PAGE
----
Is your horse tense? Do you know when your horse is traveling correctly? How do you tell?
When the horse is moving comfortably and correctly, the poll should and needs to be presented as the highest point within the ‘arc’ of the neck.
It matters not if the horse is on a long rein or in a form of collection; the poll should be highest point.
Sadly, the highest point commonly results not at the poll but at the 2nd, 3rd or 4th cervical vertebrae.
Sadly, the highest point commonly results not at the poll but at the 2nd, 3rd or 4th cervical vertebrae. When the horse is tense this interferes with the horse’s way of going.
What Happpens if Your Horse is Tense?
Poll tension around the 2nd cervical vertebrae corresponds to a hormone acupressure check point associated with feelings of unease and sensitivity to noise, thus the horses’ character traits may well adjust accordingly.
Poll tension is influential to the horses’ inability to work in a true outline, and, when he does not work in the desired outline, the very causes’ of the problem commonly compound the problem by being used as a solution to the problem they created.
The horse adapts compensatory locomotion, demonstrated through a restricted shoulder action, high head carriage and hollow back with its’ own consequences, not limited to development of a bottom line rather than a topline, often seeing the weaker topline promoting intercostal muscular stress, in turn affecting respiration.
The horse may well present difficultly working equally on either rein, seeing him ‘fall in’ or struggle to take off on a jump from a specific direction as well as losing rhythm presenting disunited gates. Causes of poll tension are often linked to a restricted jaw and forehead tension; commonly feeding off one another in a negative cycle.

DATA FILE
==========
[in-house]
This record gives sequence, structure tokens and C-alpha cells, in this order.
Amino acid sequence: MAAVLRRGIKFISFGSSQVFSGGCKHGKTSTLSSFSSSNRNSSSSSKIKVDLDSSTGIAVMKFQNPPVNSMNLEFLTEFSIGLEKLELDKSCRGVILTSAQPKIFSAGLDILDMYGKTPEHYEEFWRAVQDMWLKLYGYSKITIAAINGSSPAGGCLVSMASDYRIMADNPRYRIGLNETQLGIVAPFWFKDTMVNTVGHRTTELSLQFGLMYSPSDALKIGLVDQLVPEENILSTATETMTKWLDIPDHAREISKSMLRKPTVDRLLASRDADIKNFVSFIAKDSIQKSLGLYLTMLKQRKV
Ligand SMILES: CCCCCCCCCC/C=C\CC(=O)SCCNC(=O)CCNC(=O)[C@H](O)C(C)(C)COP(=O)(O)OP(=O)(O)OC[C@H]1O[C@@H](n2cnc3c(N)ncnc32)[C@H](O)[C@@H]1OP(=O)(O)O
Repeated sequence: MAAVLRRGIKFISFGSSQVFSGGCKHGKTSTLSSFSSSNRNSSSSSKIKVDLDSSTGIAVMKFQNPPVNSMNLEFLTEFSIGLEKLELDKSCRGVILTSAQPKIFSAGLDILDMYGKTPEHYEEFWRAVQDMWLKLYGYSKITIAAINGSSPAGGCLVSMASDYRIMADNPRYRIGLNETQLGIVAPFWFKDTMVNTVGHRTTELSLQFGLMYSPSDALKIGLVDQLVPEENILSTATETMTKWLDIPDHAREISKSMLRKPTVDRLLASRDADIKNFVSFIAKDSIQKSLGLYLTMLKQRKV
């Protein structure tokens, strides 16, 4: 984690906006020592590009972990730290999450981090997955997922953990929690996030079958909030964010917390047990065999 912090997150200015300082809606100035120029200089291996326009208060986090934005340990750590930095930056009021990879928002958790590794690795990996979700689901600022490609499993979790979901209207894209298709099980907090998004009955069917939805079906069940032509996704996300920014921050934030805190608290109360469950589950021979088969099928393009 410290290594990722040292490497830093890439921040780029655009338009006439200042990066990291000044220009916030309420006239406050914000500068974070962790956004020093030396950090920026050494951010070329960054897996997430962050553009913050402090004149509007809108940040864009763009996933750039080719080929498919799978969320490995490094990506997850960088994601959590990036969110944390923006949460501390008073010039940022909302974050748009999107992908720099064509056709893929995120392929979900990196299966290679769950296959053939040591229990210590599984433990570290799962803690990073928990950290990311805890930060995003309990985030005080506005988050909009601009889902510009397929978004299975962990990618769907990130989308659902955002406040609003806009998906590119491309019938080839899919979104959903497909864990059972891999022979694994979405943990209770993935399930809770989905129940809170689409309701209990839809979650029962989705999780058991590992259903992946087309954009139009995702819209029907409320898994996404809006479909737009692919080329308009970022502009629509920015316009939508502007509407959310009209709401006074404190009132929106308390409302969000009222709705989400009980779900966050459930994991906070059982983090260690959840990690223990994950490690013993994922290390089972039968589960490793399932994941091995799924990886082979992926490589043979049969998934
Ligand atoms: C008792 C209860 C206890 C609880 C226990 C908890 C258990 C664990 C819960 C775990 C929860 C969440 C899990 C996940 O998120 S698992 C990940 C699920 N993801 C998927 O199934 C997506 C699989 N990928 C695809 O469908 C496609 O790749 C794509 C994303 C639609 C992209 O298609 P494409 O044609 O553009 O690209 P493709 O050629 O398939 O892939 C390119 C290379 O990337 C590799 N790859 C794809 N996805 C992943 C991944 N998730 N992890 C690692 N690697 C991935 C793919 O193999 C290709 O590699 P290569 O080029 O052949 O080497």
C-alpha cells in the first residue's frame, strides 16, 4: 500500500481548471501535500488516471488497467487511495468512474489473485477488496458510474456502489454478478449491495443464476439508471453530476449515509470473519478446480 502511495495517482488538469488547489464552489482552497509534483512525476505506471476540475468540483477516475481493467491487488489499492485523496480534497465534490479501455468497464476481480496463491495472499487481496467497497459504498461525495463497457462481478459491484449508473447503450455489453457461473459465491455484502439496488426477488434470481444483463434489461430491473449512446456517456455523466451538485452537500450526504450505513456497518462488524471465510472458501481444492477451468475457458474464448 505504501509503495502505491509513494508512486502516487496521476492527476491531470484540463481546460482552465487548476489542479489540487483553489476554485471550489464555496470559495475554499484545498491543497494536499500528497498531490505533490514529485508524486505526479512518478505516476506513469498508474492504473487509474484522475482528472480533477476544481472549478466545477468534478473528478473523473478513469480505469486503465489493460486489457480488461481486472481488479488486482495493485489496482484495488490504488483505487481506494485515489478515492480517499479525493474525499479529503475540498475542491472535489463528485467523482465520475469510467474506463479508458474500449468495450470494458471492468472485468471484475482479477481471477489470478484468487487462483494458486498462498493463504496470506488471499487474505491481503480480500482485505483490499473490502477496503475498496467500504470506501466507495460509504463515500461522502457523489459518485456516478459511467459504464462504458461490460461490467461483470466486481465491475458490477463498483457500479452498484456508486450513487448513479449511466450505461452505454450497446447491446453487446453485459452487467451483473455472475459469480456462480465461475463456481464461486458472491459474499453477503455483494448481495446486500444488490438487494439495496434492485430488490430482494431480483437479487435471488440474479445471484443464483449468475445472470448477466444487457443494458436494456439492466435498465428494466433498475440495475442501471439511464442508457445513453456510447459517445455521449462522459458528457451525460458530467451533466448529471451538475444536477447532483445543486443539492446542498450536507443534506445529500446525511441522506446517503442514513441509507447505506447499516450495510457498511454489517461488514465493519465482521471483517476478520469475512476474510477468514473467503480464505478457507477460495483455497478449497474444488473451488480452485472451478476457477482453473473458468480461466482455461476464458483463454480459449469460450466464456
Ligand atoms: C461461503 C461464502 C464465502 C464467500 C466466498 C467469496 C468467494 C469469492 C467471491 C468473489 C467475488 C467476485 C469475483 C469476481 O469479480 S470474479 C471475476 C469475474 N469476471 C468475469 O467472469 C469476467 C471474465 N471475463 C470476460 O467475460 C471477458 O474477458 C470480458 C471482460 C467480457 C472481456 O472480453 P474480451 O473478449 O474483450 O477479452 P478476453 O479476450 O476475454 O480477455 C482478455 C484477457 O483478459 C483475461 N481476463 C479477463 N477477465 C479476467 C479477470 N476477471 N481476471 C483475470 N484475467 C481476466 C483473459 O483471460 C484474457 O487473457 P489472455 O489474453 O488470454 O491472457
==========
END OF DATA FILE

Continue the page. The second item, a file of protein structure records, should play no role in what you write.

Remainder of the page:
Causes of Tension
Some of the most common causes of poll tension are not limited to:
- teeth in a poor state of health,
- rider habits,
- not enough grazing,
- previous injury to the head or jaw,
- forehead tension,
- inappropriate or incorrectly used tack such as the martingale, pelham or curb bit,
- stressed cervical fascia tissue or stressed nuchal ligament to name a few.
Some of the most common behavioural signs indicative to poll tension are most obviously:
- negative reactions to any interaction with the horse’s head for any reason,
- to the not so obvious behaviours such as avoidance of objects on the ground,
- problems with depth perception,
- resistance to sunlight,
- hesitation moving from light to dark or vice versa,
- sensitivity to noise,rearing,
- opening the mouth or clenching the jaw to relieve resultant jaw tension.
Physical consequences from poll tension include immediate muscular stress through the neck, back and shoulders with referred muscular stress radiating through the body, cold ears, jaw and limbs, floppy lower lip, digestive and respiratory difficulties and stumbling, to name but a few.
Once realised, poll tension is rarely a solitary problem but one problem within a cycle of muscular, physical and emotional entanglements.
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